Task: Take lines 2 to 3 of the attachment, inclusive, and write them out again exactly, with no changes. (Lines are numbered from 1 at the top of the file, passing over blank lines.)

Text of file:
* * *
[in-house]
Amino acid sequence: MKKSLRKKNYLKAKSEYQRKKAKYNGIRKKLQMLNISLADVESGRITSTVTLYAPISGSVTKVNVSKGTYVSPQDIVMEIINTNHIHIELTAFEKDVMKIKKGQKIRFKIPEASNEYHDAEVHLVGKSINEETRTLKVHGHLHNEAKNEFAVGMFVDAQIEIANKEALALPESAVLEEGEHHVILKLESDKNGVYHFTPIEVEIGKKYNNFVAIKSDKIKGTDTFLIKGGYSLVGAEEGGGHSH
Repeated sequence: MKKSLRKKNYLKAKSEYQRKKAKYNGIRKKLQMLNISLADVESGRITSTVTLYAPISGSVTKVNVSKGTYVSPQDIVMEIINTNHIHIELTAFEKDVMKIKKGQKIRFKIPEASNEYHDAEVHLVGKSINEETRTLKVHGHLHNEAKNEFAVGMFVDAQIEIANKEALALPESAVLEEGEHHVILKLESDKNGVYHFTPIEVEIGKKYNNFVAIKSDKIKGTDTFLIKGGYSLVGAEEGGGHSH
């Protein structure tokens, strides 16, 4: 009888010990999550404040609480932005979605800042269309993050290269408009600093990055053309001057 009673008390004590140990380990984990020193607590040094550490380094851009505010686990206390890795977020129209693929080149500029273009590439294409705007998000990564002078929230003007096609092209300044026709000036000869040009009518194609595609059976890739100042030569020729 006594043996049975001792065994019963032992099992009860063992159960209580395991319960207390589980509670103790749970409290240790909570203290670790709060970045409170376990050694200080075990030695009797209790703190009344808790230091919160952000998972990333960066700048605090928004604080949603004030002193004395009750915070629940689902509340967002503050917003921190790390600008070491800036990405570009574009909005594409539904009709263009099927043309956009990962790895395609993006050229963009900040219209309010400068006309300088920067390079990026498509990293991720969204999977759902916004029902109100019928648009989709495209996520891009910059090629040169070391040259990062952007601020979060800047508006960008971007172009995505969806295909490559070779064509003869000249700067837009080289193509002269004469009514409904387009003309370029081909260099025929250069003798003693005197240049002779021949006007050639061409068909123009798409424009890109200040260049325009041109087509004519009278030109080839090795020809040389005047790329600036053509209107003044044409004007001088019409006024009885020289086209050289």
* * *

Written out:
Amino acid sequence: MKKSLRKKNYLKAKSEYQRKKAKYNGIRKKLQMLNISLADVESGRITSTVTLYAPISGSVTKVNVSKGTYVSPQDIVMEIINTNHIHIELTAFEKDVMKIKKGQKIRFKIPEASNEYHDAEVHLVGKSINEETRTLKVHGHLHNEAKNEFAVGMFVDAQIEIANKEALALPESAVLEEGEHHVILKLESDKNGVYHFTPIEVEIGKKYNNFVAIKSDKIKGTDTFLIKGGYSLVGAEEGGGHSH
Repeated sequence: MKKSLRKKNYLKAKSEYQRKKAKYNGIRKKLQMLNISLADVESGRITSTVTLYAPISGSVTKVNVSKGTYVSPQDIVMEIINTNHIHIELTAFEKDVMKIKKGQKIRFKIPEASNEYHDAEVHLVGKSINEETRTLKVHGHLHNEAKNEFAVGMFVDAQIEIANKEALALPESAVLEEGEHHVILKLESDKNGVYHFTPIEVEIGKKYNNFVAIKSDKIKGTDTFLIKGGYSLVGAEEGGGHSH